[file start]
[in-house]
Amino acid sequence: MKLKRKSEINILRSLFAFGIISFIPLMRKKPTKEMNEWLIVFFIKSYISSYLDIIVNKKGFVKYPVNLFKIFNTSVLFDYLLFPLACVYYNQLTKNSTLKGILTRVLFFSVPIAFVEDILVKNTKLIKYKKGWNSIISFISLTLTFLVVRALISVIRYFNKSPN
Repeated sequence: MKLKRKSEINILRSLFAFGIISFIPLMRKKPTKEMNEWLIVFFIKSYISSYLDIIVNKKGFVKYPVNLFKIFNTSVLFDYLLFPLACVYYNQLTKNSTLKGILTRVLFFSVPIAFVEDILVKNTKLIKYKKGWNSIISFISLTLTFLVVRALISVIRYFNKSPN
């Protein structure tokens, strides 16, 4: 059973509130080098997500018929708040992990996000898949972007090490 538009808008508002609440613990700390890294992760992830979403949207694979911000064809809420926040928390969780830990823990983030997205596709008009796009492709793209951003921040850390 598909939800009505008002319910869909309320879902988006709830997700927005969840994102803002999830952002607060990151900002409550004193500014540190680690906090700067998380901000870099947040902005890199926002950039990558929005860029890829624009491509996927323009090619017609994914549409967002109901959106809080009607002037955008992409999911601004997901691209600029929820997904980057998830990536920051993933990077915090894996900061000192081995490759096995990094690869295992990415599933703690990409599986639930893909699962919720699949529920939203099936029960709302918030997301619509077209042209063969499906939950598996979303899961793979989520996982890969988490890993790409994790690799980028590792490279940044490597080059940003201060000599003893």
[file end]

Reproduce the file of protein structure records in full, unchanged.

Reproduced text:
[in-house]
Amino acid sequence: MKLKRKSEINILRSLFAFGIISFIPLMRKKPTKEMNEWLIVFFIKSYISSYLDIIVNKKGFVKYPVNLFKIFNTSVLFDYLLFPLACVYYNQLTKNSTLKGILTRVLFFSVPIAFVEDILVKNTKLIKYKKGWNSIISFISLTLTFLVVRALISVIRYFNKSPN
Repeated sequence: MKLKRKSEINILRSLFAFGIISFIPLMRKKPTKEMNEWLIVFFIKSYISSYLDIIVNKKGFVKYPVNLFKIFNTSVLFDYLLFPLACVYYNQLTKNSTLKGILTRVLFFSVPIAFVEDILVKNTKLIKYKKGWNSIISFISLTLTFLVVRALISVIRYFNKSPN
């Protein structure tokens, strides 16, 4: 059973509130080098997500018929708040992990996000898949972007090490 538009808008508002609440613990700390890294992760992830979403949207694979911000064809809420926040928390969780830990823990983030997205596709008009796009492709793209951003921040850390 598909939800009505008002319910869909309320879902988006709830997700927005969840994102803002999830952002607060990151900002409550004193500014540190680690906090700067998380901000870099947040902005890199926002950039990558929005860029890829624009491509996927323009090619017609994914549409967002109901959106809080009607002037955008992409999911601004997901691209600029929820997904980057998830990536920051993933990077915090894996900061000192081995490759096995990094690869295992990415599933703690990409599986639930893909699962919720699949529920939203099936029960709302918030997301619509077209042209063969499906939950598996979303899961793979989520996982890969988490890993790409994790690799980028590792490279940044490597080059940003201060000599003893």